Cape Town: Africa’s ‘Mother City’

The first European settlement in South Africa is an intriguing blend of colonial architecture and apartheid-era heritage. Tom Hall explores the history of Cape Town, from the 'Tavern of the Seas' to Mandela's jail

Colourful streets of the Bo-Kaap district in Cape Town South Africa

There’s only really one place to start exploring the dramatically situated ‘Mother City’ – from the top of Table Mountain. From here, visitors can gaze down on the safe harbour that made this spot the perfect toehold on the continent, and look beyond to see Africa spread before them.

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The Cape Peninsula, stretching south towards the Cape of Good Hope, may not truly be the southernmost point on the continent – that honour goes to Cape Agulhas – but for centuries it has symbolised the uttermost end of Africa in the minds of travellers. For now, whether you’ve taken the cable car or walked up, breathe in the fresh mountain air and savour a world-class panorama charged with stories. To reach the summit mountain, follow the signs to Maclear’s Beacon, 5km from the cable-car station.

With your bearings established, it’s time to hit the streets of Cape Town, which tell the story of the city’s development. The settlement that would become Kaapstad (Cape Town) was established in 1652 as a refuelling point, providing water and food for ships travelling to Asia, by the Dutch East India Company (abbreviated as VOC) – the world’s first multinational corporation, and the first to issue shares. The star fort called the Castle of Good Hope, built between 1666 and 1679, is the oldest building in South Africa and is still the headquarters of the army in the Western Cape. Clamber up onto the bastions for the perfect view of the fort’s interior and surroundings.

It’s a short walk from the castle to Company’s Garden, planted as the VOC’s vegetable patch in 1652 and now fragrant with the scents of the city’s finest rose garden. You’ll also find here the Delville Wood Memorial, honouring South African soldiers who fought in the First World War. As a British Dominion, South Africa stood alongside Britain in the conflict, and nearly 150,000 of its troops served in the Middle East, in east Africa and on the western front. This memorial specifically commemorates the 1916 battle of Delville Wood, part of the Somme offensive, in which some 2,500 South African soldiers were killed.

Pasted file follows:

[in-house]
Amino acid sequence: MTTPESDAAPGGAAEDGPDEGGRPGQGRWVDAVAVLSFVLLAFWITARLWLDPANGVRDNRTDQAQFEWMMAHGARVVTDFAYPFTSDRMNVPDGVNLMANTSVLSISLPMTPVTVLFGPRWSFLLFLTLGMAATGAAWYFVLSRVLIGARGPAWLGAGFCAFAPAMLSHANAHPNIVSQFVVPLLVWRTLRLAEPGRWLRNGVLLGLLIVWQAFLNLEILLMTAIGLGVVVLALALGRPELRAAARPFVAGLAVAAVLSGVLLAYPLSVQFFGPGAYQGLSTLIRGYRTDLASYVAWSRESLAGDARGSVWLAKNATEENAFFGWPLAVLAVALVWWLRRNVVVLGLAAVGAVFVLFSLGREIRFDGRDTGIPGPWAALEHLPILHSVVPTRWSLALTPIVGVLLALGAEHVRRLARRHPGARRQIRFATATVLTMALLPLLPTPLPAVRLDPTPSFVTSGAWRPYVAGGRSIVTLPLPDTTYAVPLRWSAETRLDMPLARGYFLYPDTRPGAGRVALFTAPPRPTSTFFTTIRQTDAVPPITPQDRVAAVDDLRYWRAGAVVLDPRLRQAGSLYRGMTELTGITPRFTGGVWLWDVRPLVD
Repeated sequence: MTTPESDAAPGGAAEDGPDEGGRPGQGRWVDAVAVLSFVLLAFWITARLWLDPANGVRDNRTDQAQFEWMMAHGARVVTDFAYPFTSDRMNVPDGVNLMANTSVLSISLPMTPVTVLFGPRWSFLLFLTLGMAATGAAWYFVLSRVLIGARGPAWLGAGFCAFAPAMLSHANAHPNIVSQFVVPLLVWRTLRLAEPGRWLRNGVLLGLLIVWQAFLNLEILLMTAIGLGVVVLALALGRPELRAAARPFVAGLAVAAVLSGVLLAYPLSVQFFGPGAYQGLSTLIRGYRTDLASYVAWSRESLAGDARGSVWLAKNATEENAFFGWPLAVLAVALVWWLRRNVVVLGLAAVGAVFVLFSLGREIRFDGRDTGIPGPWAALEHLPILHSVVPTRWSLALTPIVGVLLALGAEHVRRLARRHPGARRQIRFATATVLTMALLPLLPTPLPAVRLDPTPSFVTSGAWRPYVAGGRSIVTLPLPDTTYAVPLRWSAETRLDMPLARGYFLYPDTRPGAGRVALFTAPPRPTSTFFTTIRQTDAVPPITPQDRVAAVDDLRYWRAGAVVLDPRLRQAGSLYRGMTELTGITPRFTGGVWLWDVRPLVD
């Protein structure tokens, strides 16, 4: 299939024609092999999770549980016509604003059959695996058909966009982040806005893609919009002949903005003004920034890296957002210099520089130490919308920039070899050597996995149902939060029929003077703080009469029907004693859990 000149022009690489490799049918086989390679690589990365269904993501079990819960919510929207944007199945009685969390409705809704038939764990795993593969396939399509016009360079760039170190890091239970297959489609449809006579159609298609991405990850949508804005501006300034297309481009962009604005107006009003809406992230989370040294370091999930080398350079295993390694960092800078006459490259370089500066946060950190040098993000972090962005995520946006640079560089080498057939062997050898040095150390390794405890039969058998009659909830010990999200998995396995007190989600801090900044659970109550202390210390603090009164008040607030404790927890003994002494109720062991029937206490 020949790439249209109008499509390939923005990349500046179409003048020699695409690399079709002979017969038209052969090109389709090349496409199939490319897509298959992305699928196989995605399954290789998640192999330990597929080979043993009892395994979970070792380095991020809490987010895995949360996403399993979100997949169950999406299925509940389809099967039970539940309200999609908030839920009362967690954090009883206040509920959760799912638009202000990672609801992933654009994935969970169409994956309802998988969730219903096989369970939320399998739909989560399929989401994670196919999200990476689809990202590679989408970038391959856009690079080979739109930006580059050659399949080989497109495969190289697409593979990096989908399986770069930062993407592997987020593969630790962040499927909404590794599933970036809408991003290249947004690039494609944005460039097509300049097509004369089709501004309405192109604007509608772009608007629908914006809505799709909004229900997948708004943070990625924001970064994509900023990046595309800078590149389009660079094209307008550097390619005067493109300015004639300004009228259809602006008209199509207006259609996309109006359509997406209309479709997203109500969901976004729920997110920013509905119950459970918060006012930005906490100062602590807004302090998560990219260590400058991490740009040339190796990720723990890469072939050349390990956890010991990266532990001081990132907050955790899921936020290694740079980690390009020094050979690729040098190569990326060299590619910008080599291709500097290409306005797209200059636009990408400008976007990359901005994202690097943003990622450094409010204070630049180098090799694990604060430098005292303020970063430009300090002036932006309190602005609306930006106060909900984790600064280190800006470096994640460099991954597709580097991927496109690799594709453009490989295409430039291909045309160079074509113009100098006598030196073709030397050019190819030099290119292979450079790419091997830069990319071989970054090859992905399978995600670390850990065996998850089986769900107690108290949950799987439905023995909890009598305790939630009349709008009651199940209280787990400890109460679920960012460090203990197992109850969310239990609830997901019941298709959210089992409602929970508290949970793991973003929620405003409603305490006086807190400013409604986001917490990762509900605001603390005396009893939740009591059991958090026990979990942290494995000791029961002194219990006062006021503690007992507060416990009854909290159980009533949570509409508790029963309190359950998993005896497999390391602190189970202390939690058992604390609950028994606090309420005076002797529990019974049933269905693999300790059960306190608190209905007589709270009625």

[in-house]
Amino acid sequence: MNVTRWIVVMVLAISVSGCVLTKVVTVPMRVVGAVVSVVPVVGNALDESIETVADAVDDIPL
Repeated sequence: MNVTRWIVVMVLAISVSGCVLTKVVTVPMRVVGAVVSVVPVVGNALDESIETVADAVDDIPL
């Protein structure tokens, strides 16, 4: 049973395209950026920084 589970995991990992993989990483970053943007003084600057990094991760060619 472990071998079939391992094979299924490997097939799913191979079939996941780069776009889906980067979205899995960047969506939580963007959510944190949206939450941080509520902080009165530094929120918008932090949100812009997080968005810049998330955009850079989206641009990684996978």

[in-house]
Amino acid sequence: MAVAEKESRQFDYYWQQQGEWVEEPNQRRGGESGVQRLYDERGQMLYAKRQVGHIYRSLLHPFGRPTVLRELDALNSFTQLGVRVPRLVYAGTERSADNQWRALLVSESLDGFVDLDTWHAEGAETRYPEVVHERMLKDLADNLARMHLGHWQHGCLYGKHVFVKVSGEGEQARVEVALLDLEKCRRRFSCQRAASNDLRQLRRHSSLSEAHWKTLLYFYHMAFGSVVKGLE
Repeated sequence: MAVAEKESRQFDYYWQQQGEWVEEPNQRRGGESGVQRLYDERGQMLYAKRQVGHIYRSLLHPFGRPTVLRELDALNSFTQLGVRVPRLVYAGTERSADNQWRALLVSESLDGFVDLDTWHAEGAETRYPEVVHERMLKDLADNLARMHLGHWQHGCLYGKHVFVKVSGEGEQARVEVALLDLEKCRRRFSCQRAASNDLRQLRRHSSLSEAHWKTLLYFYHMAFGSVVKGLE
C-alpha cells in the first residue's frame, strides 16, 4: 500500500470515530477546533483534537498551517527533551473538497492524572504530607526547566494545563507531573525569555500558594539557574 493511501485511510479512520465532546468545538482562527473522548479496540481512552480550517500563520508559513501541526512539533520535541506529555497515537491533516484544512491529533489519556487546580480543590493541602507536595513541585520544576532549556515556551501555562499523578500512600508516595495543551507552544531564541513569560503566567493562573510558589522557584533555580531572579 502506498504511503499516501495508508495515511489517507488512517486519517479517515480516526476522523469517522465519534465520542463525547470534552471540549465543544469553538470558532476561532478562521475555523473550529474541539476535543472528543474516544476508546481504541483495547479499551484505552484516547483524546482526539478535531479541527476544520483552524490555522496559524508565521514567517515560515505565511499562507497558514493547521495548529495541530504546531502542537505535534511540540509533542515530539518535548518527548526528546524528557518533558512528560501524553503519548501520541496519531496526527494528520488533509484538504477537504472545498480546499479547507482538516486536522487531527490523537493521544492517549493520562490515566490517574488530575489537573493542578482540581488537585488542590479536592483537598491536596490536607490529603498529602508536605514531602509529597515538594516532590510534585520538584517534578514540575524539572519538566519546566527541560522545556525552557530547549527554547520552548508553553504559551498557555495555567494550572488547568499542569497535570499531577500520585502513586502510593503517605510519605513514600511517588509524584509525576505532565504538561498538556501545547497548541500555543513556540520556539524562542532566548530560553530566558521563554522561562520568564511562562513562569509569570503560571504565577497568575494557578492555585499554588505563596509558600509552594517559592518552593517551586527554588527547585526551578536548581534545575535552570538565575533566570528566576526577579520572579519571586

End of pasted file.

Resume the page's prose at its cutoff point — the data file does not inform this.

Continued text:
Stroll north-east to Strand Street, one of the oldest in the city, where many townhouses of Cape Colony merchants were built during the centuries of Dutch and British rule, including Koopmans-de Wet House, constructed for a wealthy Capetonian family in the late 18th century. Now a museum, it showcases the wealth of the city in an era when it was known as the ‘Tavern of the Seas’ – a party town for sailors revictualling, trading and carousing here.

Many townhouses of Cape Colony merchants were built during the centuries of Dutch and British rule, including Koopmans-de Wet House

The city’s story isn’t all big houses and barracks, though; for centuries, ordinary people arrived as traders, refugees, slaves and soldiers. To discover one facet of this, amble along Strand Street and turn onto Chiappini, Rose and Wale Streets to explore the most picturesque parts of the Bo-Kaap suburb on the lower slopes of Signal Hill. These colourful low-rise buildings and cobblestone streets have long been home to the city’s Cape Malay (often also referred to as Cape Muslim) population, originally freed slaves from south-east Asia, Madagascar and elsewhere. On Wale Street you’ll find the Bo-Kaap Museum, an interesting stop where you’ll learn more about this area’s heritage. The Auwal Mosque is nearby; South Africa’s first, it dates from 1794.

Cecil Rhodes dominated the final years of British rule in South Africa; his memorial, standing at his favourite viewpoint on the east side of Table Mountain, is viewed by some as bombastic and grandiose. The simple wooden bench nearby was his own, and is the perfect place to ponder his controversial legacy.

The darkest stain on South Africa’s history is, though, the segregation of the apartheid era (1948–91). For a deeper understanding of the issues and events of that time, join the crowds at the site of Nelson Mandela’s incarceration on Robben Island, and visit the District Six Museum in East City, which explains how this multicultural area was dismantled and sets the scene for the many township tours that stop here.

Cape Town in eight sites

  • 1: Table Mountain – Panoramic views across old Cape Town – www.tablemountain.net
  • 2: Castle of Good Hope – 17th-century fort, oldest in South Africa – castleofgoodhope.co.za
  • 3: Company’s Garden – The VOC’s vegetable patch
  • 4: Koopmans-de Wet House – Beautifully preserved 18th-century home – 35 Strand Street – www.iziko.org.za
  • 5: Bo-Kaap district and museum – Colourful houses of Malay settlers, and museum showcasing Islamic heritage – www.iziko.org.za
  • 6: Rhodes Memorial – Monument on Table Mountain
  • 7: Robben Island – Infamous apartheid-era jail – www.robben-island.org.za
  • 8: District Six Museum – More apartheid history – 25A Buitenkant Streetwww.districtsix.co.za

Tom Hall is a travel writer and editorial director of Lonely Planet publications

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This article was taken from issue 2 of BBC World Histories Magazine, first published in February 2017